You will get found out.

JV:     So how do you create good content, what is good content when it comes to SEO?

Aaron:   It’s the sort of content, as far as I’m concerned, that people naturally want to share and link to through their own websites. If those two things are happening and people are reading that content, and want to engage with it, you know, comments, sharing, those sorts of things, then that’s typically a sign for me that that’s good content and if it’s providing value to the reader then that’s content worth writing.

Mark: This has been part of the narrative for quite some time but more intentionally saying help me build up my audience, yeah, help me actually build the number of subscribers, you know, to my newsletter or get more leads in the door, all that kind of stuff.  There’s been a greater connection between the content production and, if you like, the end results…

Aaron:    Yeah, well I mean SEO is definitely a part of it, you know, it’s – it’s the whole SEO content marketing, they’re all sort of one and the same and…

Mark: Yeah.

Aaron:   Yeah, in terms of content, the strategy, a really basic strategy that’s highly effective that we use is, create content that answers questions and solves problems in your industry.  If you’re doing that you’re going to be providing value so it’s as simple as that.

Mark: Now we’ve kind of been talking about this but is there a very quick list of dos and don’ts in SEO?  So we kind of summarise part of what we’ve been saying and I’m sure you might think of other things.

Aaron:  Don’t do link spam and don’t use cheap agencies or cheap outsource agencies.  Another thing that really grinds my gears is people using, the agencies that’ll give you set packages and so here’s ten keywords that we’ll focus on for you for five hundred bucks or fifteen.  I mean a good 90% of, traffic that we see on almost every website comes through long tail keywords not these head terms that people try and focus on.  So a good campaign is built around let’s make sure that you’re creating content for all of those long tail keywords over a long period of time and your head terms.  So anyone that focusses on those sort of, packages, you know, rubs me up the wrong way.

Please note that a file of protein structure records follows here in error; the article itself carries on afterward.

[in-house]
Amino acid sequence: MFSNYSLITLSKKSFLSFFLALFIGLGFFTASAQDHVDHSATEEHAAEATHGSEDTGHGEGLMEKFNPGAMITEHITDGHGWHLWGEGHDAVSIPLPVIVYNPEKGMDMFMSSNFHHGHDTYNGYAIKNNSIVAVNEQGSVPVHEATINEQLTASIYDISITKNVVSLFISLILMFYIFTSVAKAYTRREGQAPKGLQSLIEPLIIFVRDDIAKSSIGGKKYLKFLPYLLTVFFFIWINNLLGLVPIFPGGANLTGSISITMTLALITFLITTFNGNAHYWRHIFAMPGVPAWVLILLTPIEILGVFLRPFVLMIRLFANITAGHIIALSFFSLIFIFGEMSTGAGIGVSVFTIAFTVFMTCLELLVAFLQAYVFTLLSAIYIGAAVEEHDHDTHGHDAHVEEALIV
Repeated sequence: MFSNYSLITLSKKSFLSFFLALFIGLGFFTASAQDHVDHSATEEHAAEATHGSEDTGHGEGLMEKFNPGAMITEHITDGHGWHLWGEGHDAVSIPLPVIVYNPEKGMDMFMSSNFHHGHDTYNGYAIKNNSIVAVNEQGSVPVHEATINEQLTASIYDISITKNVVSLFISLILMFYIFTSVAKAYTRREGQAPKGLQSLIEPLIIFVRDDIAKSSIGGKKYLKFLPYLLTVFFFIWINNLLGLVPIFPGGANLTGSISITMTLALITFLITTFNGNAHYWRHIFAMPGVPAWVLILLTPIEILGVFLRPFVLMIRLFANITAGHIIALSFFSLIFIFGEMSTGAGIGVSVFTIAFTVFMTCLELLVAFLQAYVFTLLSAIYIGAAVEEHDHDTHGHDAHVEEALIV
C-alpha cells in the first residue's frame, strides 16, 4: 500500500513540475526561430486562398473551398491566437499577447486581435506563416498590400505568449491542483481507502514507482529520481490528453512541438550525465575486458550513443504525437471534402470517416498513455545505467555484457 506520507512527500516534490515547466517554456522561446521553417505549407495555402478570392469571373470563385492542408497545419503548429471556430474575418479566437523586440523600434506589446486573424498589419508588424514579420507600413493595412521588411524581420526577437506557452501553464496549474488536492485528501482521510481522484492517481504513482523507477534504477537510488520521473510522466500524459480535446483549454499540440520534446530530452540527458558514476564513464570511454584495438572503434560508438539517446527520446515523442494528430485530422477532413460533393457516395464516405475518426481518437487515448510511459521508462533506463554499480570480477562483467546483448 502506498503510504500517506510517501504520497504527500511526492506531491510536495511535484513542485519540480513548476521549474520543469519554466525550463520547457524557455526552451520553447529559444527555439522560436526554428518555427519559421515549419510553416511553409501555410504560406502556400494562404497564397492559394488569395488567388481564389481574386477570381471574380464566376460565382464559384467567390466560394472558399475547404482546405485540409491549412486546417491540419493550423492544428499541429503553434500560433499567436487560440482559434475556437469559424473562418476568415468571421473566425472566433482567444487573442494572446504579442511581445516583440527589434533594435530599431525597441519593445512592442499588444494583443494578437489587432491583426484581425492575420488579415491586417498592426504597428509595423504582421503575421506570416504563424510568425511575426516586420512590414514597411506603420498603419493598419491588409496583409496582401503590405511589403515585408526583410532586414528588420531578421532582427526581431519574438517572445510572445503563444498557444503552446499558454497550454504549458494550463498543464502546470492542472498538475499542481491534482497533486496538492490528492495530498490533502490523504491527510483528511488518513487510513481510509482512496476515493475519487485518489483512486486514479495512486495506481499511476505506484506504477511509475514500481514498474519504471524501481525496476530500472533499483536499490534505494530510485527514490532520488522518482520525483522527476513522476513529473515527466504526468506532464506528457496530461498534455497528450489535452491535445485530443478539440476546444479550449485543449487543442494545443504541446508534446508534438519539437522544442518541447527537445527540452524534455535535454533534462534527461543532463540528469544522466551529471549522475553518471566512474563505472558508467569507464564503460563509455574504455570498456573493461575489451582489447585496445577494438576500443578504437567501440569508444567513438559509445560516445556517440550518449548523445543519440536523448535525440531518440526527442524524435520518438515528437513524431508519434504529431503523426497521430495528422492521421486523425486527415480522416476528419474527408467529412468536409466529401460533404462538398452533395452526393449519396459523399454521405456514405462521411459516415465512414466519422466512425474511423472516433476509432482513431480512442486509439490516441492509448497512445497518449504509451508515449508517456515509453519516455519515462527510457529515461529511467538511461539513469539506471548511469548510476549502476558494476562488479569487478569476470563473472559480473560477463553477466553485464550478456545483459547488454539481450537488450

JV:     So long tail keywords, what is that exactly?

Aaron:    Keywords that, are four/five keywords long.

JV:     Like phrases?

Aaron:   Yeah, phrases, so, like a twenty four hour emergency plumber in Sydney… There’s a lot different search volume behind that compared to plumber Sydney, right, there’s going to be a lot more for plumber Sydney but this is a lot more specific, it’s geo-targeted, it’s time sensitive, there’s a lot more specificity behind that search.  But it’s going to have fewer searches behind it and there’s going to be so many more of these long tail keywords out there that you’ve got to be targeting as many as possible, i.e. have a content strategy.

Mark: Yeah, then the dos.

Aaron:    Definitely have a content strategy…

Mark: Ding, yeah…

Aaron:    Do white hat link building. Sustainable white hat link building that it’s going to keep you out of harm’s way.

I think those are the two really key things, keep your site optimised, don’t over-optimise it, set it up once, make sure you’re on a fast loading website.

JV:     What about when you’re looking for an SEO partner what are the red flags?  Like you mentioned these sort of packaged services as being a potential red flag, what are some of the other red flags that people need to be aware of when they’re looking for partners that really should warn them to stay away?

Aaron:   So any SEO agency that has no focus on content, is an old school agency.  It’s hard to do the job you got to do in the right way if you’re not doing any focus on content.  So that’d be a red flag for me.  Not doing link reports, showing where they’re getting links from, how they’re getting links, because if they’re hiding links then they’re likely to be doing the wrong sort of link building, yeah.

There’s a lot of companies who’ll say we use proprietary methods that we can’t share and so on and so forth, and I’d be running for the hills.

It’s not a cheap process, not a cheap service but it’s really worth it.  

JV:     What about for some of your smaller micro businesses, Google, we’ve had it described here as the real estate agent of the digital age, you know – they’re the ones that sort of give you position and give you location which is crucial if you’re a smaller business.  How can they afford or get access to the sorts of smarts they need in order to ensure that they’re in the right position when it comes to search?